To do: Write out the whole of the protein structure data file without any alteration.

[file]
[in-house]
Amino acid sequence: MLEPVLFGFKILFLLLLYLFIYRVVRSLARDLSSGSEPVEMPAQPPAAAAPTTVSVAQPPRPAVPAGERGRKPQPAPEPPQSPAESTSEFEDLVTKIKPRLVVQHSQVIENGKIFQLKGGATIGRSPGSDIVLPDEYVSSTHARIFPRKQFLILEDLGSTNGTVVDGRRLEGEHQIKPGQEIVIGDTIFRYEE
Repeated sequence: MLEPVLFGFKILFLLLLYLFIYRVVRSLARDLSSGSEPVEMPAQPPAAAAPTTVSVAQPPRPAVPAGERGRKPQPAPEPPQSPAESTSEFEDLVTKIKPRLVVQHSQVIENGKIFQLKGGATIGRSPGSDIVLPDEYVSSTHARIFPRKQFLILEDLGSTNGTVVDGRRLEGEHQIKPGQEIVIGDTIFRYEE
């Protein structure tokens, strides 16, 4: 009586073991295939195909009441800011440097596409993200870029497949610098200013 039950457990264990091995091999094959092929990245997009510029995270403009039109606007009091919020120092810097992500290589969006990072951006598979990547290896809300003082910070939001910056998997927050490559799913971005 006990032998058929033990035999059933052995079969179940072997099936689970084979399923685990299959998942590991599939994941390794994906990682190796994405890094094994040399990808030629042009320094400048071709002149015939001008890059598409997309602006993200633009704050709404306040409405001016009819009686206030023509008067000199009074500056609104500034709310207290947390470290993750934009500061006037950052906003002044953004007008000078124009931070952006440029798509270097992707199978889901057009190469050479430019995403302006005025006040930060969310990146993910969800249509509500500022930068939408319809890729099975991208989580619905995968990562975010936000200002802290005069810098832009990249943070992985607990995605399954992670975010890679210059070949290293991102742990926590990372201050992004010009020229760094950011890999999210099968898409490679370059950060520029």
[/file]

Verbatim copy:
[in-house]
Amino acid sequence: MLEPVLFGFKILFLLLLYLFIYRVVRSLARDLSSGSEPVEMPAQPPAAAAPTTVSVAQPPRPAVPAGERGRKPQPAPEPPQSPAESTSEFEDLVTKIKPRLVVQHSQVIENGKIFQLKGGATIGRSPGSDIVLPDEYVSSTHARIFPRKQFLILEDLGSTNGTVVDGRRLEGEHQIKPGQEIVIGDTIFRYEE
Repeated sequence: MLEPVLFGFKILFLLLLYLFIYRVVRSLARDLSSGSEPVEMPAQPPAAAAPTTVSVAQPPRPAVPAGERGRKPQPAPEPPQSPAESTSEFEDLVTKIKPRLVVQHSQVIENGKIFQLKGGATIGRSPGSDIVLPDEYVSSTHARIFPRKQFLILEDLGSTNGTVVDGRRLEGEHQIKPGQEIVIGDTIFRYEE
């Protein structure tokens, strides 16, 4: 009586073991295939195909009441800011440097596409993200870029497949610098200013 039950457990264990091995091999094959092929990245997009510029995270403009039109606007009091919020120092810097992500290589969006990072951006598979990547290896809300003082910070939001910056998997927050490559799913971005 006990032998058929033990035999059933052995079969179940072997099936689970084979399923685990299959998942590991599939994941390794994906990682190796994405890094094994040399990808030629042009320094400048071709002149015939001008890059598409997309602006993200633009704050709404306040409405001016009819009686206030023509008067000199009074500056609104500034709310207290947390470290993750934009500061006037950052906003002044953004007008000078124009931070952006440029798509270097992707199978889901057009190469050479430019995403302006005025006040930060969310990146993910969800249509509500500022930068939408319809890729099975991208989580619905995968990562975010936000200002802290005069810098832009990249943070992985607990995605399954992670975010890679210059070949290293991102742990926590990372201050992004010009020229760094950011890999999210099968898409490679370059950060520029």